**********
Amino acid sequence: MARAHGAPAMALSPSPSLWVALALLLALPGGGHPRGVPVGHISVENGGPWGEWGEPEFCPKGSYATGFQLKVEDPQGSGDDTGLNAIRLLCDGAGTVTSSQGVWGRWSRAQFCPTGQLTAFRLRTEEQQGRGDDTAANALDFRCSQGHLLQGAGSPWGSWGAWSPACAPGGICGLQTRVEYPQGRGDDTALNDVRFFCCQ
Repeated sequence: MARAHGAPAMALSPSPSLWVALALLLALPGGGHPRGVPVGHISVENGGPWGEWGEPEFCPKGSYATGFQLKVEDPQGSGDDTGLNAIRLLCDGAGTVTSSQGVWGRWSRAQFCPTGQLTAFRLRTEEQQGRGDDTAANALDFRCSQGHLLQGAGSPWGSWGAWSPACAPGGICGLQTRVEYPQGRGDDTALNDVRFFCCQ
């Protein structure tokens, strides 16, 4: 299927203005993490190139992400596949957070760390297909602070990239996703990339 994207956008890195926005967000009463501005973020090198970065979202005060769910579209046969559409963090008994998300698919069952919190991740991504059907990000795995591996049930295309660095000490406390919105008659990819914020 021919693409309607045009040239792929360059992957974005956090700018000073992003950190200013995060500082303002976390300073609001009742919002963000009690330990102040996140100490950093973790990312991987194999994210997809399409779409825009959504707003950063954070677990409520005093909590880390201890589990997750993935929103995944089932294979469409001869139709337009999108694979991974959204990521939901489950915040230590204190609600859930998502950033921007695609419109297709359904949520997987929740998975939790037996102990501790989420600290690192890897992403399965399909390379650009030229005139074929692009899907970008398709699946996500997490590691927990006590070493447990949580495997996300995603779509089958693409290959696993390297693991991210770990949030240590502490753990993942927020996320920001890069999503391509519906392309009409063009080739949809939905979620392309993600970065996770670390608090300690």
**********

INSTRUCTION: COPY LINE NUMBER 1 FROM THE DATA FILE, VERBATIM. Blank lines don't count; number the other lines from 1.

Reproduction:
Amino acid sequence: MARAHGAPAMALSPSPSLWVALALLLALPGGGHPRGVPVGHISVENGGPWGEWGEPEFCPKGSYATGFQLKVEDPQGSGDDTGLNAIRLLCDGAGTVTSSQGVWGRWSRAQFCPTGQLTAFRLRTEEQQGRGDDTAANALDFRCSQGHLLQGAGSPWGSWGAWSPACAPGGICGLQTRVEYPQGRGDDTALNDVRFFCCQ